Gretchen Andrew used to work for Google.
MELT Week is new this year.
In a talk with London Film School, American artist Gretchen expounded on how she brought a bit of Silicon Valley to London with her. Often working with Google Glass, filming herself or being filmed and creating video art and GIFs, Gretchen is one of the contemporary artists who really embraces new media and more than that; explores with it.
“How To…” videos on Youtube are a particular interest of hers; since she said that a lot of her own techniques were learned by watching tutorials. In general, she has a fascination with how much the internet can teach us in terms of new skills. Researching the age-old question of whether art is a product of genetic talent or taught craft, Gretchen, who says she definitely had no natural affinity with art as a child, now makes her living as an artist. So how much more could we be adding to ourselves; achieving new skills through the internet?
In a bid to continue exploring our own narratives, how we build and unmake our stories, Gretchen began to look at GIFs, which she says by nature have no real narrative. “They’re relentless” she laughs, explaining that GIFs are the perfect medium to explore the idea of non-narrative.
Though this is difficult; distilling something down to one moment or removing thought from any story, object or action is something not just Gretchen Andrew, but philosophers and scholars have been grappling with for goodness knows how long. Are GIFs really the answer to isolating a moment? Perhaps. Perhaps it’s her physical paintings that end up being non-narrative, since looking at one of her canvases does not immediately imbue you with the background of her research and digital work. At first, you only see the artwork. You cannot download it’s story into your brain.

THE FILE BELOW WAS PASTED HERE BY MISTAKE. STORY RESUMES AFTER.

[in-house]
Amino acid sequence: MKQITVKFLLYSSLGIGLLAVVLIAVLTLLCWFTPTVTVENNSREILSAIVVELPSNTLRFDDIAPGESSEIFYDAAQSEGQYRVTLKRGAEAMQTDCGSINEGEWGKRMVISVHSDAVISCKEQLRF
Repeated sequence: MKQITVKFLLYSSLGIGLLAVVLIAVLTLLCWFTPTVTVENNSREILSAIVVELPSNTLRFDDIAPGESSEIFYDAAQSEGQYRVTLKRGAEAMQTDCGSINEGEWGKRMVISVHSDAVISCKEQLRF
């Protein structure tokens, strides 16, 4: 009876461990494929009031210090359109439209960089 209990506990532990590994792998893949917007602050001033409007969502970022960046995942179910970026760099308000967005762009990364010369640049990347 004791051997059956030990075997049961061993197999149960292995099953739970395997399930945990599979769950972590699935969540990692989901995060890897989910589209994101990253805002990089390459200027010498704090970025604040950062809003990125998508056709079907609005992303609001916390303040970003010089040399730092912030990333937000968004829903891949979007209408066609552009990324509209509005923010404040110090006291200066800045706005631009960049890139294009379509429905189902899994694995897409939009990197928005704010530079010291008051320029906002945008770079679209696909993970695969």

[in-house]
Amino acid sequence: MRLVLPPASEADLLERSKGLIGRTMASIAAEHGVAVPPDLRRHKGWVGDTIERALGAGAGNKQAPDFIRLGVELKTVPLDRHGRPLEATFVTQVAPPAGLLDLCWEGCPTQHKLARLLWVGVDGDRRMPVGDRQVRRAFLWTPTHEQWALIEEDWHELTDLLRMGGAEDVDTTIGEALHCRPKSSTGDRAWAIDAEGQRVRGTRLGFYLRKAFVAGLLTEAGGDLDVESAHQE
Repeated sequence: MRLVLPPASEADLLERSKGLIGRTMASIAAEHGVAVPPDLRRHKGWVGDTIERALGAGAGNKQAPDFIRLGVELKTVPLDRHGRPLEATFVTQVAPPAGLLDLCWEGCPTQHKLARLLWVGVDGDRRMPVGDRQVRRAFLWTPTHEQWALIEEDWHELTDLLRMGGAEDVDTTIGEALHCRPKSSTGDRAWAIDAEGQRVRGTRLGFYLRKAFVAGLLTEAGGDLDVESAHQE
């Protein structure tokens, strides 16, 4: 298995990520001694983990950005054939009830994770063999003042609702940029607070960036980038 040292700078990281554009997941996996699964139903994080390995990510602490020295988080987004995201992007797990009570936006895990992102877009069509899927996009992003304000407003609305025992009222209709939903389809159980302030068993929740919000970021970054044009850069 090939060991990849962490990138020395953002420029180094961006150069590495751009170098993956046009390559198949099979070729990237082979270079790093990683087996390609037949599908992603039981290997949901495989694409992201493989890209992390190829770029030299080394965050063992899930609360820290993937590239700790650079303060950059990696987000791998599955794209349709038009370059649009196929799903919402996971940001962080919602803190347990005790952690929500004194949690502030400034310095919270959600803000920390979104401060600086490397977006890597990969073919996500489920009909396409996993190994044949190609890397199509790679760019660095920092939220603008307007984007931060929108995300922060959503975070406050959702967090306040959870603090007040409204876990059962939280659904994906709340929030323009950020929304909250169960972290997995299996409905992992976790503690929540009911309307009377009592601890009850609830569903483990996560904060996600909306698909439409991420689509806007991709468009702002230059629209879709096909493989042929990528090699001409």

Although she often places images side by side, or intercuts videos with viewpoints from different angles, in her physical paintings we can only look at them in the old-fashioned way; as they are. No narrative can be imposed on them except our own, unless we start reading the blurb or find out about Gretchen the person, not just the painter.
In any case; an utterly mind-bending (…dare I say melting?!) topic and delicious in all its thematic intricacies! I’m sure the discussion could have gone on and on and on… So I’ll have to leave the questions with you to ponder…
MELT Week continues, please feel free to look at the events here
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